Having your expat baby in a Chinese hospital

Having your expat baby in a Chinese hospital

Having your expat baby in a Chinese hospital

If you and your partner are living and working in China, starting a family needn’t be a cause for concerns as regards medical facilities.

Nowadays, China is a popular hub for tech-oriented expat professionals, with long-stay options as suitable as in many other expat hubs worldwide. If you and your partner are wanting to stay and develop your business as well as starting a family, there’s no need to worry about heathcare options in pregnancy and the birth itself.

For pregnant mothers, there’s a threefold choice of hospitals in Chinese cities, dependent on your projected spend on the entire procedure from conception to birth. Those with private health insurance, a solid income or savings can select from a good choice of international-standard facilities or go for a local private hospital with a good reputation for treating expats. Public hospitals are also excellent and far cheaper, and the choice has much to do with the level of personal care and luxury you need. In all, the doctors, surgeons, nurses and auxiliary staff are well-trained and competent.

China’s public health service operates within a three tier system and is government-subsidised via social security contributions. Primary care starts at walk-in clinics, continues to regional facilities and can be transferred to the specialist hospitals in China’s major conurbations. These are staffed by top Chinese medical and surgical practitioners, giving the best possible treatment and care. Expats are able to use all levels, but most skip the clinics and go straight to the private facilities or to specialist centres. Private hospitals also offer a more luxurious service for which you’ll pay slightly more.

Pre-natal care begins with a choice of hospital and an initial prenatal check-up, with monthly appointments following until it’s time for fortnightly check-ups. In the final months before the birth, weekly check-ups keep a close eye on both mother and baby, and at 20 weeks you’ll be given a scan and be able to listen to or see your baby’s heartbeat. For the delivery itself, public hospitals offer a delivery room shared with other women, in which men aren’t allowed. If the baby’s father is determined to share the experience with you, private or public hospitals allow this. If a private room is your preference, public hospitals provide VIP rooms and their international and private counterparts offer the same, but at a higher price.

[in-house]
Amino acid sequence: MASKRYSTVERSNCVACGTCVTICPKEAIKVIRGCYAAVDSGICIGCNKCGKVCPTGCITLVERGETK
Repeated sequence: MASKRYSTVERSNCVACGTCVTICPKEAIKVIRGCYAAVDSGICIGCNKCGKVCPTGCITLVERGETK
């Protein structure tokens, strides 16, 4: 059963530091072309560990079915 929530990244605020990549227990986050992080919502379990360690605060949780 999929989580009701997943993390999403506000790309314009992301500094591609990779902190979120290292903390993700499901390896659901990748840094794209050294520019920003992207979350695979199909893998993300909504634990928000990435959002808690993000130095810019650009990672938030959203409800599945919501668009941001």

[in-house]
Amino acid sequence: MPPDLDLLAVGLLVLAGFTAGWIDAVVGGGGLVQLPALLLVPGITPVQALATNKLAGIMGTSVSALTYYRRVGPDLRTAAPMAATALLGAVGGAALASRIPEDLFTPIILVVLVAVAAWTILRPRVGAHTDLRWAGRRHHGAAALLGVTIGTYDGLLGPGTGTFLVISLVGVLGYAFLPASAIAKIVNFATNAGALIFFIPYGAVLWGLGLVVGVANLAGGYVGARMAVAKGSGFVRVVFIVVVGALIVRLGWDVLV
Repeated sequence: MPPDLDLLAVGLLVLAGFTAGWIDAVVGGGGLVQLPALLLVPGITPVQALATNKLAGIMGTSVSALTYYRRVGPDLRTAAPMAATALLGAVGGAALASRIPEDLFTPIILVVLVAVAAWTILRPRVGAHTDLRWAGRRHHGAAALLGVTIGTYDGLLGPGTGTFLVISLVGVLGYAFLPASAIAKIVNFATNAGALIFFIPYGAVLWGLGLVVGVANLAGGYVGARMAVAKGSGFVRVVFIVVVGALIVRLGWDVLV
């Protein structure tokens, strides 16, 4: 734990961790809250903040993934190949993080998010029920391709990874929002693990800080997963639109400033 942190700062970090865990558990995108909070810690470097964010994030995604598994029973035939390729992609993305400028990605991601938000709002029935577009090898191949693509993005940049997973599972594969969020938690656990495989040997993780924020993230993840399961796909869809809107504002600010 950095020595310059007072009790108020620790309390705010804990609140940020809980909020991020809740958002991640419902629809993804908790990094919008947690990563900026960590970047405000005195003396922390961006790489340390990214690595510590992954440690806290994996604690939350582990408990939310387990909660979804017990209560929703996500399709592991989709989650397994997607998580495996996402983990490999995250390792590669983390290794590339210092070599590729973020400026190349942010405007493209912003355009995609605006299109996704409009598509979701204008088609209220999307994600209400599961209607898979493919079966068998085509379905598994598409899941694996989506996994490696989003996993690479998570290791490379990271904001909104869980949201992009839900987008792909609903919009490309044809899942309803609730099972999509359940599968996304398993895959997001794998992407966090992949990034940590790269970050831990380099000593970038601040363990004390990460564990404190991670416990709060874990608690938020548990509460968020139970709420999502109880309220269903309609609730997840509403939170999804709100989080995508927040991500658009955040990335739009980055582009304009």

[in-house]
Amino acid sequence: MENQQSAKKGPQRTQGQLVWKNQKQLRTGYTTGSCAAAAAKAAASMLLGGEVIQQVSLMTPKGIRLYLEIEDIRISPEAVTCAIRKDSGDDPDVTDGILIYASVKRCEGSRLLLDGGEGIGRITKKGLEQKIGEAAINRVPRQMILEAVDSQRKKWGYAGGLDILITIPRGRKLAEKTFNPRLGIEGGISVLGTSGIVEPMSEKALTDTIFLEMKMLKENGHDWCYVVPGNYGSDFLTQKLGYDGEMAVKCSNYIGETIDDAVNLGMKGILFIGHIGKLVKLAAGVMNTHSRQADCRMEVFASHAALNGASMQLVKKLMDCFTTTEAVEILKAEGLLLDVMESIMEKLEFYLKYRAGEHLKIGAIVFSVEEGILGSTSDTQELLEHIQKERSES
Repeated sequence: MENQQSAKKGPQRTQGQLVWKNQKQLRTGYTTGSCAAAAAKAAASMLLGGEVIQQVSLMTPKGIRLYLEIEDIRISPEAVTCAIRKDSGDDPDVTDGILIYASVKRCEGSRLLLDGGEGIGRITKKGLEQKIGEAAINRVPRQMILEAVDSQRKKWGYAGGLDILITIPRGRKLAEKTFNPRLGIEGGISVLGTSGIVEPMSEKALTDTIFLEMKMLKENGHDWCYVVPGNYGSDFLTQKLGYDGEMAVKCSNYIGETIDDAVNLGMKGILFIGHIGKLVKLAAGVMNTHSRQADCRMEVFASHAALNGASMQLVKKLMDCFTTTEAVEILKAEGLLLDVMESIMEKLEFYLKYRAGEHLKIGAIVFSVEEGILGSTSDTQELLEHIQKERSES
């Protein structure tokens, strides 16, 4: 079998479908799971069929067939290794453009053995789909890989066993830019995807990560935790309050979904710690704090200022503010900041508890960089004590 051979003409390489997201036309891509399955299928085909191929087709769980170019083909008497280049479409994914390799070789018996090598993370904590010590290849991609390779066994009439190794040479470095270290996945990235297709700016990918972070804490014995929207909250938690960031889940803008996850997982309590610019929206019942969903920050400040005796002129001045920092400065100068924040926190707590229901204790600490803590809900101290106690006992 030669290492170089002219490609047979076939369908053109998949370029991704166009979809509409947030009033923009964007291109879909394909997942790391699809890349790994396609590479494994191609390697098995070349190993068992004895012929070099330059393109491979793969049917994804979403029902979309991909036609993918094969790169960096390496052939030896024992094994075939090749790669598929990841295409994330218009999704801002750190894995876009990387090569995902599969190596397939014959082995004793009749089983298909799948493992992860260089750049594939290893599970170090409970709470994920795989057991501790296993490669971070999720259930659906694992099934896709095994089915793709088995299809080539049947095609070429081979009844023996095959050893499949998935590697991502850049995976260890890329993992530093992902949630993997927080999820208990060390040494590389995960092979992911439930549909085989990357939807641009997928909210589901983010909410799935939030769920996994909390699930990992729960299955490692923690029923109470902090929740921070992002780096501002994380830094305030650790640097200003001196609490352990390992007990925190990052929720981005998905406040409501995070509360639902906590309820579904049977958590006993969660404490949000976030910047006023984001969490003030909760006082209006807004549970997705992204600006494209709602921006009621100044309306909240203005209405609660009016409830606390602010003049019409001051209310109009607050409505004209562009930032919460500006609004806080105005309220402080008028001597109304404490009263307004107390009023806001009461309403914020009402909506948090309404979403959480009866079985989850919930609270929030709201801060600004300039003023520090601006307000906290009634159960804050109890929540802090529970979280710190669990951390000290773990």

China’s cultural and traditional beliefs about pregnancy and birth are worth studying, as you’ll be affected by them at some stage during your pregnancy and even after the birth. Your first month at home with the baby is referred to as the ‘sitting month’, during which new mothers stay at home and don’t even see friends and family. They’re looked after by a personal nurse, who cooks, clean and shops whilst the new mother rests and feeds her child. In China, breastfeeding is common and is even supported by the government, making it acceptable to breastfeed in public. For common-sense, practical help from expat mums who’ve been there and done that, local ‘mums’ groups’ can be invaluable.

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